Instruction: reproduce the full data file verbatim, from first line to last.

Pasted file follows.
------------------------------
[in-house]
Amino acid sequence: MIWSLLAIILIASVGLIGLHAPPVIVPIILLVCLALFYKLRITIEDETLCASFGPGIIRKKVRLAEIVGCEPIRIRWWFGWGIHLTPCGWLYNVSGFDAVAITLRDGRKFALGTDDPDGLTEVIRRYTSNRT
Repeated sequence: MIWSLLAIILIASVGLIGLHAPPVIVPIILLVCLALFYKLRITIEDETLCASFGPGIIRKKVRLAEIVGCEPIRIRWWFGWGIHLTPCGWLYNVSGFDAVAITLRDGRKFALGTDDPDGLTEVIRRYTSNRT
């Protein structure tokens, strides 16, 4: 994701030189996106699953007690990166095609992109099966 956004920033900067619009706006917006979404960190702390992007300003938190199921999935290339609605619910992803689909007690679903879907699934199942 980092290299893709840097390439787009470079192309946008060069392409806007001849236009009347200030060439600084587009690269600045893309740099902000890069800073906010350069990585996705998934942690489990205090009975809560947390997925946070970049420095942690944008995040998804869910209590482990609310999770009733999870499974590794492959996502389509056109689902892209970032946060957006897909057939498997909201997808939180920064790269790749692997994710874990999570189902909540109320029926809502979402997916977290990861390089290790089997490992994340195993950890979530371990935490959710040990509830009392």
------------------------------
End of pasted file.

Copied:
[in-house]
Amino acid sequence: MIWSLLAIILIASVGLIGLHAPPVIVPIILLVCLALFYKLRITIEDETLCASFGPGIIRKKVRLAEIVGCEPIRIRWWFGWGIHLTPCGWLYNVSGFDAVAITLRDGRKFALGTDDPDGLTEVIRRYTSNRT
Repeated sequence: MIWSLLAIILIASVGLIGLHAPPVIVPIILLVCLALFYKLRITIEDETLCASFGPGIIRKKVRLAEIVGCEPIRIRWWFGWGIHLTPCGWLYNVSGFDAVAITLRDGRKFALGTDDPDGLTEVIRRYTSNRT
């Protein structure tokens, strides 16, 4: 994701030189996106699953007690990166095609992109099966 956004920033900067619009706006917006979404960190702390992007300003938190199921999935290339609605619910992803689909007690679903879907699934199942 980092290299893709840097390439787009470079192309946008060069392409806007001849236009009347200030060439600084587009690269600045893309740099902000890069800073906010350069990585996705998934942690489990205090009975809560947390997925946070970049420095942690944008995040998804869910209590482990609310999770009733999870499974590794492959996502389509056109689902892209970032946060957006897909057939498997909201997808939180920064790269790749692997994710874990999570189902909540109320029926809502979402997916977290990861390089290790089997490992994340195993950890979530371990935490959710040990509830009392």